The same HSL panel allows Lightroom® users to convert to black and white — which then leaves those color sliders to determine exactly what shade of gray each color translates too. The HSL sliders are essential for creating black and white shots full of contrast in images with similar tones.
Adjusting colors is as easy as sliders in Lightroom® — in Photoshop®, the easiest way to adjust only individual colors is with adjustment layers, which we’ll discuss more in a moment.
Sharpen Image Tools
The jist: Sharpening tools make sharp photos sharper.
Focus is one thing that no amount of post-processing can fix (unless of course you have an adjustable focus light field camera). But, there are a few tools for making a sharp photo sharper. When you shoot in RAW, unlike with a JPEG, there’s no sharpening applied to the image, which means it’s important to add your own sharpening.
In Lightroom®, sharpening options are all under the detail slider. The amount controls how much of the sharpening effect to apply — and a nice red section of the slider serves as a nice reminder that over sharpening is easy to do. The radius determines if the sharpening happens on the edge of the pixel or at the middle — a larger radius generally creates a more defined edge. The detail option fine-tunes, focusing more on the finer details of the image instead of the whole image. Masking allows you to control what areas of the image the effect is applied to — moving the slider to the right means the sharpening will be applied to fewer areas.
Sharpening an image in Photoshop® is a bit more complex. The Filter > Sharpen menu contains several different options. The unsharp mask and smart sharpen are popular options, both with amount and radius sliders. much like in Lightroom.
The healing brush and clone stamps
The jist: These tools help remove unwanted elements in an image, whether that’s a zit or a distracting telephone pole in the background.
One of the biggest perks to post processing is removing objects that you don’t really want in the scene. While it’s almost always easier to move that object before you shoot, you can’t exactly move a telephone pole out of your landscape or make zits disappear from your portrait subject.
The clone brush takes a portion of the image and makes an exact replica. An option or control click allows you to select the area that you want to replicate and choosing the brush size allows you to fine tune where the effect is applied. Clicking and painting over the area makes an exact clone of the original area. In Photoshop®, you can also open two different images and set the reference point in one and then apply the clone in a completely different image.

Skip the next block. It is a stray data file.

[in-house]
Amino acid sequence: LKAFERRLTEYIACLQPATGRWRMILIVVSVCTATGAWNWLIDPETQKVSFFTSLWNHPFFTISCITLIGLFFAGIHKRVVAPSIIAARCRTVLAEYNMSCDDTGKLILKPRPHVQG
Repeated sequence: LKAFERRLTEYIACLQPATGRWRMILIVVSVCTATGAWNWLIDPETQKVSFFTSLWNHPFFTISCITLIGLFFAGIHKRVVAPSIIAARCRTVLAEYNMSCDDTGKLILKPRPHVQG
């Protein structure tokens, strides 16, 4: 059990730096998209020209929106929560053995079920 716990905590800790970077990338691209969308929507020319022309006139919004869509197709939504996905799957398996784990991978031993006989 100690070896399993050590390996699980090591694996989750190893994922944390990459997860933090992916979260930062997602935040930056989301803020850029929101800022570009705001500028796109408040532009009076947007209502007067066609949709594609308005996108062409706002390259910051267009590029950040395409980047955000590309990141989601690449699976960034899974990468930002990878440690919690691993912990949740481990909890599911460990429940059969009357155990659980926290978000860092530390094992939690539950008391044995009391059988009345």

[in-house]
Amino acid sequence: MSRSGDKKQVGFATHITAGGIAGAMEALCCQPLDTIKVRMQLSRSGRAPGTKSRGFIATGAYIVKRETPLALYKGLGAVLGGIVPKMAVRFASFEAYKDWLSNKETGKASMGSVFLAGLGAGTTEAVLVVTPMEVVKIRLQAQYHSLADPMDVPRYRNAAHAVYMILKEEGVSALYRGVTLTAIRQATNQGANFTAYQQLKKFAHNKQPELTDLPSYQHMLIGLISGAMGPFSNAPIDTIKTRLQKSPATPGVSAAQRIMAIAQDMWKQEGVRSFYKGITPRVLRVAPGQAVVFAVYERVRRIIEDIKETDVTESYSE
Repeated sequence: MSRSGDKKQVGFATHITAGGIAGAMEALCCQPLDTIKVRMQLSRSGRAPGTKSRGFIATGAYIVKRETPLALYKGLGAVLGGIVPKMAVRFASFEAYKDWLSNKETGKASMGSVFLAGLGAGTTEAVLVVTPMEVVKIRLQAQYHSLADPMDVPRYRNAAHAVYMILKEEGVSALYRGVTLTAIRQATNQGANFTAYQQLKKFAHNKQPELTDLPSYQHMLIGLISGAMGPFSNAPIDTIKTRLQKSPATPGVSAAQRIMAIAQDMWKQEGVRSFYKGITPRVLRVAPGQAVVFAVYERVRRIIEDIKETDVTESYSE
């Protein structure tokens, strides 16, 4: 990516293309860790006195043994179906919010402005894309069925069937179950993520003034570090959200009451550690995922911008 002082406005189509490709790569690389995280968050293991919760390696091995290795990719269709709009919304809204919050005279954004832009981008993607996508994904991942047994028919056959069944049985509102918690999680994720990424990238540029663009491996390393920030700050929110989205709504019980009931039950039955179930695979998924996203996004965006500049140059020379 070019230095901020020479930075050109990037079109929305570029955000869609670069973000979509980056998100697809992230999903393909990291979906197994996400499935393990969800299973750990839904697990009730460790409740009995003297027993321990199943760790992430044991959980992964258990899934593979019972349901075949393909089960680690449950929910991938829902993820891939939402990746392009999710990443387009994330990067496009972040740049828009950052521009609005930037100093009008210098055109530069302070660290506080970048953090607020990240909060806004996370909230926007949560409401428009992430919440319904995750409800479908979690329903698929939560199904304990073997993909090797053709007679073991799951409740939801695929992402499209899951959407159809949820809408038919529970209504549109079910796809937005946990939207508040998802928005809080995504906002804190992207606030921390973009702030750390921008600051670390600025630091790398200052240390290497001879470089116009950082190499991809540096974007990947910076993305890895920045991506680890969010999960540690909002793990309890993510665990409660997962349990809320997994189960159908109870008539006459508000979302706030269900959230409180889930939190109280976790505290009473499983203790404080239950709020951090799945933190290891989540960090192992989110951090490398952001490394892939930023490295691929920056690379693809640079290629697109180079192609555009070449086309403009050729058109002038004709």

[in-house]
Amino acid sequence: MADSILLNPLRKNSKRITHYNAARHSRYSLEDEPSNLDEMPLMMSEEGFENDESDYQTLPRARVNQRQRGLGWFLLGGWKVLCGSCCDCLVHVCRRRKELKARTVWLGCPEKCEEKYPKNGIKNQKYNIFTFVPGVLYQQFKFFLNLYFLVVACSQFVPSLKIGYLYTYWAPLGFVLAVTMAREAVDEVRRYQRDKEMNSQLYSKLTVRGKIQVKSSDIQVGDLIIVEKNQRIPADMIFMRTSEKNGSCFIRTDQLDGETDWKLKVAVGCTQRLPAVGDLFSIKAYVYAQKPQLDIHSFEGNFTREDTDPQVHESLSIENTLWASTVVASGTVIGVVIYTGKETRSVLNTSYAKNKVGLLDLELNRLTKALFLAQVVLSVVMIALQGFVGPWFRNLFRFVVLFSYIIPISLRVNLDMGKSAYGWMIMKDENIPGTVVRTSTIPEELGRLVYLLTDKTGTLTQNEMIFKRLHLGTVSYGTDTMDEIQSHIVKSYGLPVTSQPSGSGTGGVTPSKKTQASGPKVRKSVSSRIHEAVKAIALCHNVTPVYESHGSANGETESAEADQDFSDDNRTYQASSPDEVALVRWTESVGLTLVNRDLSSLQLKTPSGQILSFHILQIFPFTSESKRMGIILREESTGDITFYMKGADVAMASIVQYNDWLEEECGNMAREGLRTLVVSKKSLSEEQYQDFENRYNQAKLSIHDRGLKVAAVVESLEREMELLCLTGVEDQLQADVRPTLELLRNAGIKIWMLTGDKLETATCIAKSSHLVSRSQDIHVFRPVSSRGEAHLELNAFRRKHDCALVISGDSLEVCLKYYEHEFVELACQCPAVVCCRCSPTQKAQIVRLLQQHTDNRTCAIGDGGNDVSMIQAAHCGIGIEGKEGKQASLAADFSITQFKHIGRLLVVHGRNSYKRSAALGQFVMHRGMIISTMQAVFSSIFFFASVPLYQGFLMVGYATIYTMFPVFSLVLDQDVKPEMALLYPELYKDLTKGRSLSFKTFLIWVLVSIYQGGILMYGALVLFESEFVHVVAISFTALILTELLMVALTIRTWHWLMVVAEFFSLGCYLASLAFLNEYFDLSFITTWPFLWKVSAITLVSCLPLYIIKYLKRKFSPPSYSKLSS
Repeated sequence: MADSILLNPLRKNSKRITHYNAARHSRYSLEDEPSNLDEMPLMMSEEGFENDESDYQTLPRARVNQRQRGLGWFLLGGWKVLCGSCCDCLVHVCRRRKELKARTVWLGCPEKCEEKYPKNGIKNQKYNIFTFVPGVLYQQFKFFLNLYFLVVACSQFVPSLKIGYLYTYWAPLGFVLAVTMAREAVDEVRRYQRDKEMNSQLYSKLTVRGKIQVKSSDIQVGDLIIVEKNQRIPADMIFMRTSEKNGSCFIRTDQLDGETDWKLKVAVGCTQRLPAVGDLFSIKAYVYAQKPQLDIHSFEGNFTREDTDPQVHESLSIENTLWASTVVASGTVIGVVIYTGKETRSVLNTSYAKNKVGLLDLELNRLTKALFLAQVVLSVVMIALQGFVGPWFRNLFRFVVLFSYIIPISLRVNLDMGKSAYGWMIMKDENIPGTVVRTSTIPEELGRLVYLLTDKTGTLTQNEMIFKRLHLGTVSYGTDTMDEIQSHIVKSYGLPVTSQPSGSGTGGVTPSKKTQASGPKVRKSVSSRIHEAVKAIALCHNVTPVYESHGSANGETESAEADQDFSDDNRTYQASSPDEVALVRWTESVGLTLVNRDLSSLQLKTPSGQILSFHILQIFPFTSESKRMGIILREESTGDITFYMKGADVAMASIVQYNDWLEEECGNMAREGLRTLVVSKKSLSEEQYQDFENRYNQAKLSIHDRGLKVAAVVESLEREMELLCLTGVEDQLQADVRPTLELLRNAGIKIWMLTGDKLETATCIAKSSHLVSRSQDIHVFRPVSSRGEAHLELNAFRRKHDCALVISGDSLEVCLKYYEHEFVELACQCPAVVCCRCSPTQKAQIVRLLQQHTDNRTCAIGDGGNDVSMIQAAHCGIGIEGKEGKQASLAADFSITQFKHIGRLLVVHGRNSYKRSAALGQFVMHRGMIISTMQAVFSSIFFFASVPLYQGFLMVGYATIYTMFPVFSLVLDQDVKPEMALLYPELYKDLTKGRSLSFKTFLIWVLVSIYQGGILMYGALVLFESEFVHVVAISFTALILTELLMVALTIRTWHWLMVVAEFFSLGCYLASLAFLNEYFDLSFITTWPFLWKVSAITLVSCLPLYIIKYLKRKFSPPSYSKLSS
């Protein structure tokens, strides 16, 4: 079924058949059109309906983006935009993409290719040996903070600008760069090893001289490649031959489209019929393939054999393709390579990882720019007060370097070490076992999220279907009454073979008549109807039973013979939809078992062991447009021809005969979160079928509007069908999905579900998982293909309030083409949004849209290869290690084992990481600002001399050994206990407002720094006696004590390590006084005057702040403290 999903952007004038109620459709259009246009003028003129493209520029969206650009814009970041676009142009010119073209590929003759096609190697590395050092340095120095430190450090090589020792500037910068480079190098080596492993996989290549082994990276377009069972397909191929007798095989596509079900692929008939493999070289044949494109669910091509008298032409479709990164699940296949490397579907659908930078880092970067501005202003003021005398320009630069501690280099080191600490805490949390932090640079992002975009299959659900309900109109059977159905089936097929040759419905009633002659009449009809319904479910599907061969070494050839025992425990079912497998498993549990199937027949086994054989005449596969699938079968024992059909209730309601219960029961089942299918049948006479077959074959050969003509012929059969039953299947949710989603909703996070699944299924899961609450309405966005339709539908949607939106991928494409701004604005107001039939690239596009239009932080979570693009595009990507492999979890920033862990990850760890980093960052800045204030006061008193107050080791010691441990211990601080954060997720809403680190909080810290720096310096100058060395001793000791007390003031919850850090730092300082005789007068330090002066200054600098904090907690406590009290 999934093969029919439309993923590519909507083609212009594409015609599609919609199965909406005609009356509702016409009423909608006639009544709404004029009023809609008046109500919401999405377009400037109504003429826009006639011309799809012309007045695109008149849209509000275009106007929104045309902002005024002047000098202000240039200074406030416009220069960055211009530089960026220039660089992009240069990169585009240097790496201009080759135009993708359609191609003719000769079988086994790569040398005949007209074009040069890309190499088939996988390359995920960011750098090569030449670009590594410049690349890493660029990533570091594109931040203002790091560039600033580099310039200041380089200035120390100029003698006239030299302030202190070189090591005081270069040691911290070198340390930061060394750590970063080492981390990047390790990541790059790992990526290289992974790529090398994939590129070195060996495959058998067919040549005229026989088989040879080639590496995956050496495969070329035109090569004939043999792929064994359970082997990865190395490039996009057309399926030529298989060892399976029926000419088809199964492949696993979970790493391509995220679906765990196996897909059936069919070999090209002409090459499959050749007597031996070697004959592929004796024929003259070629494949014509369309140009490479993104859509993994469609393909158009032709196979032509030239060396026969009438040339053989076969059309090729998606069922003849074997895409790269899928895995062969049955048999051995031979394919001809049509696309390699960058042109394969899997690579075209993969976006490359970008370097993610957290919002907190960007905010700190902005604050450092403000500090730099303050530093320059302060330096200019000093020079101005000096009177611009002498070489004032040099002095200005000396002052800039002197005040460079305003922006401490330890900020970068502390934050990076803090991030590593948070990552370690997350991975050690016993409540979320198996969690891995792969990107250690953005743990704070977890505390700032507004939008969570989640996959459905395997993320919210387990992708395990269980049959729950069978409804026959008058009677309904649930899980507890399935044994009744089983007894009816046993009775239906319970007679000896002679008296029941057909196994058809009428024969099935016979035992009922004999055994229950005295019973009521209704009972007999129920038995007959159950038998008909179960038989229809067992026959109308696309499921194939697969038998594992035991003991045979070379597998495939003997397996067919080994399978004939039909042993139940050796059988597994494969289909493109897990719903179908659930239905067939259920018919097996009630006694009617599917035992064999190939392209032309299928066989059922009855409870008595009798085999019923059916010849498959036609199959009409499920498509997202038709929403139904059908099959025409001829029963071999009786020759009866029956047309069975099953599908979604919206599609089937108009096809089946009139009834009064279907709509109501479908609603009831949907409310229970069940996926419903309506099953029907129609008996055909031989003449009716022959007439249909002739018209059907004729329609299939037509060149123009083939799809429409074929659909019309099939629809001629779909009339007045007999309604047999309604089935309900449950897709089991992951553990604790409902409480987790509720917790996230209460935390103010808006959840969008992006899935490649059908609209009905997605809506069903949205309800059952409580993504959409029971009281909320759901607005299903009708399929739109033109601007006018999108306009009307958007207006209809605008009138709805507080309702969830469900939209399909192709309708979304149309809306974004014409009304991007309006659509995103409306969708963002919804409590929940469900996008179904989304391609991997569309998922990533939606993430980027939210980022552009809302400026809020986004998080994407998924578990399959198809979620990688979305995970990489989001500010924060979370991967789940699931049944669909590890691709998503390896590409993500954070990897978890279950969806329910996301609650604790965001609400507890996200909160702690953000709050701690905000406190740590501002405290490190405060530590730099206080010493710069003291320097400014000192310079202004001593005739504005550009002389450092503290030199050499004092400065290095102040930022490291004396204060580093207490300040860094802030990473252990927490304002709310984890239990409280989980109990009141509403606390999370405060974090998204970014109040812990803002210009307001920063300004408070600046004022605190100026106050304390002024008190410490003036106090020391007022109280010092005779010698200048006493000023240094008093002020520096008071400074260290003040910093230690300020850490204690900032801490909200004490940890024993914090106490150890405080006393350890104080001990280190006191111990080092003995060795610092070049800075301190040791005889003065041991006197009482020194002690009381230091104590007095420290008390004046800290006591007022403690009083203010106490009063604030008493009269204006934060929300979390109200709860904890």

The healing brush is like a smarter clone stamp. The software recognizes other colors and patterns in the area, and removes objects based on that data. The healing brush often creates more seamless adjustments, but offers less control than the clone stamp.
Most photographers do specific adjustments like this in Photoshop®. Both the clone stamp and healing brush are in the toolbox. Here, the healing brush has two variations — the regular healing brush where you set a reference point, and the spot healing brush where there’s no reference point and the computer adjusts based on the surrounding pixels. The healing brush is best for removing small objects surrounded by similar pixels, like removing zits, while the clone tool is good for more complex work.
Lightroom® doesn’t offer as much control, but the spot removal tool works in a similar way, with both clone and heal options, and is good for simpler fixes.
Dodge and Burn
The jist — Dodge and burn allows you to lighten or darken specific areas of an image.
Dodge and burn is a leftover from film processing techniques, but still a useful one. Like the clone and heal tools, the dodge and burn is a brush, so you can paint over the image where you want to apply the effect.
Dodge lightens specific areas of an image, while burn darkens. Both are Photoshop® tools inside the toolbar, while a top menu allows users to adjust the range and exposure — or how light or dark the effect is — as well as brush size and if that brush has a solid or faded edge.
Adjustment Layers and Adjustment Brushes
The jist — Adjustment layers apply effects that normally affect the entire image to only a specific area in Photoshop, while adjustment brushes handle similar tasks in Lightroom.
So far, we’ve discussed photography post processing techniques that are either applied to the entire image, a color or tonal range, or painted on using brush tools. Adjustment layers (Photoshop®) and brushes (Lightroom®) take all of those adjustments that can be applied to the entire image and apply the same effect to only a portion of the image.
Adjustment layers in Photoshop® apply effects to a layer, not the actual image. They’re added by going up to Layer > New Adjustment Layer and selecting one of the many options from exposure to vibrance. Each layer has further options — the hue saturation layer allows you to choose a color channel, for example, so you can create a red hue layer and adjust only the reds just like using the red slider in Lightroom®. Adjustment layers are important because it turns Photoshop into a non-destructive photo editor. That means you can create a hue and saturation layer and adjust it, go through other edits and go back and fine tune that hue adjustment without hitting the undo button and losing all that work.
Layer masks allow those effects to be applied to only a specific part of the photograph. At the bottom of the layers panel, clicking the white square with a black circle adds a layer mask — you’ll see a white box pop up in that layer. If you take a paintbrush while that white layer mask box is selected and select black, the effects inside that layer will only be applied to the area you paint in. For example, say you create a red hue layer and you want to reduce the redness in the subject’s face but leave their cherry red lipstick — simply use a layer mask and paint only their face and not the lips.